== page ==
Pieces of a Puzzle: There’s a reason stocks, bonds—and all asset classes really—don’t move in a straight line. News happens, and markets respond in real time, ebbing and flowing in constant search of equilibrium. That’s nothing new. But this market has been a challenge in that the pandemic ravaged the current economy, but the markets arguably began pricing in not only a post-pandemic economic surge, but also had to absorb several rounds of fiscal and monetary stimulus. Meanwhile, the Fed has offered a number of reassurances to the market that it would continue to put the pedal to the metal in terms of ultra-low interest rates, regardless of any potential inflationary headwinds.

But what if the bond market develops its own ideas about the equilibrium level of interest rates? And what about segments of the stock market that may have priced in lower rates than the bond market? If Thursday’s selloff is a guide, that question is being asked these days.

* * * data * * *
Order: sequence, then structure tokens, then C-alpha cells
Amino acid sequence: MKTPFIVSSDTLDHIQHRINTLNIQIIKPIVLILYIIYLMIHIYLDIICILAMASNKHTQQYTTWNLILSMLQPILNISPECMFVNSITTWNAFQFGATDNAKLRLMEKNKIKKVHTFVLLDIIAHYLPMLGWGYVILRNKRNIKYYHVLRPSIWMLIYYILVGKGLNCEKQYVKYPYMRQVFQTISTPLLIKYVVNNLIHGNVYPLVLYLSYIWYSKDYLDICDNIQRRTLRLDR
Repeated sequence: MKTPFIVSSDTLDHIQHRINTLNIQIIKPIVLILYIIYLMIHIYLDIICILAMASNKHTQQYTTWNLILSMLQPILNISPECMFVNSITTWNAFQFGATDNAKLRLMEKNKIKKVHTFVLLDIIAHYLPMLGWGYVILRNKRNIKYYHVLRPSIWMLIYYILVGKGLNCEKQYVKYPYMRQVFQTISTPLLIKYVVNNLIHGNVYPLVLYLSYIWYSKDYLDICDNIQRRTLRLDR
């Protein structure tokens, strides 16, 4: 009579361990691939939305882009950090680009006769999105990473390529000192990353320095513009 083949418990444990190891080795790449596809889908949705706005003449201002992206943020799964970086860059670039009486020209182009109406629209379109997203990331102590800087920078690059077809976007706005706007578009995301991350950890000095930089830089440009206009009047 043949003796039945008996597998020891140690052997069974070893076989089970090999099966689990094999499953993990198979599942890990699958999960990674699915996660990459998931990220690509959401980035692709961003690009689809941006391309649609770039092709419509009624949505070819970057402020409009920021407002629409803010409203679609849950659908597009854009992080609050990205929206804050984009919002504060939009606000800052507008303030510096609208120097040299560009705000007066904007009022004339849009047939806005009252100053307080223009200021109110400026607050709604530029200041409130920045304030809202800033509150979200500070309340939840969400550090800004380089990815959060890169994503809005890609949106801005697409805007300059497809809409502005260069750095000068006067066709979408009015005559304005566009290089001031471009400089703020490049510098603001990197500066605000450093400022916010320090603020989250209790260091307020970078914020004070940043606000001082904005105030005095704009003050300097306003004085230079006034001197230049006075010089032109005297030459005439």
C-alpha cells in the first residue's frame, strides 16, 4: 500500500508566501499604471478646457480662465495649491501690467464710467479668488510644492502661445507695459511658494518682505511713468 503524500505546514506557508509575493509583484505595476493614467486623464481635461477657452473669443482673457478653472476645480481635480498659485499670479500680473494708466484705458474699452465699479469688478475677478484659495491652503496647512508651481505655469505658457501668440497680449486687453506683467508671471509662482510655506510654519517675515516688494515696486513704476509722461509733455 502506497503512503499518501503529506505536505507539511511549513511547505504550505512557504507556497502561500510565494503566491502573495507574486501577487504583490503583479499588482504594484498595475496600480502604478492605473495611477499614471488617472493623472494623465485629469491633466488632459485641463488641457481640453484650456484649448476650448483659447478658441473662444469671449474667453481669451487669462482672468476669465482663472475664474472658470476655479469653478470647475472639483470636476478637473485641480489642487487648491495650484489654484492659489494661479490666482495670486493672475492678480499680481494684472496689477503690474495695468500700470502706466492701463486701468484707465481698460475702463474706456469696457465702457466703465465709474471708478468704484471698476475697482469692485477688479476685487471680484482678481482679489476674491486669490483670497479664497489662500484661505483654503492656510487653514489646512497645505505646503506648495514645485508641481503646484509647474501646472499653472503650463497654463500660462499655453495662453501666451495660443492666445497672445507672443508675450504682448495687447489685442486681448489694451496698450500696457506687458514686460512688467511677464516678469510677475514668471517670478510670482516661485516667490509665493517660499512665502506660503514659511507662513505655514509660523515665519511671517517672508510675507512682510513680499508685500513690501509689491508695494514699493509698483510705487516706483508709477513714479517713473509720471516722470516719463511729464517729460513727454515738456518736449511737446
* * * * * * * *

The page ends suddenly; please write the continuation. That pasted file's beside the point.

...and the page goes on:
Not Jumping on Bandwagon: Bitcoin keeps flirting with $50,000, helped by corporations like Tesla Inc TSLA beginning to embrace the cryptocurrency. So with that in mind, it was surprising to see a story that went a little under the radar earlier this week: Mastercard Inc MA came out and said bitcoin won’t work for its plans because it’s too volatile. 

“Bitcoin doesn’t behave like a payment instrument,” Ann Cairns, executive vice chair at MA told the Future of Money conference, according to MarketWatch. “It’s too volatile and it takes too long to transact. So if you and I went for a cup of coffee, and you know, I decided to pay with bitcoin, our coffee might cost me, I don’t know, 40% more by the time it was served—and it takes 10 minutes to actually settle the transaction.” 

That’s a bit exaggerated, of course, and it doesn’t mean MA won’t allow cryptocurrencies into its network. It said it would a couple weeks ago. Just not bitcoin. As much as we hear about other companies jumping on the bitcoin bandwagon, it’s interesting to hear another side to the story.

TD Ameritrade® commentary for educational purposes only. Member SIPC.

Photo by Austin Distel on Unsplash

Posted In: Apple Inc.TD AmeritradeTeslaEarningsNewsEconomicsMarketsGeneral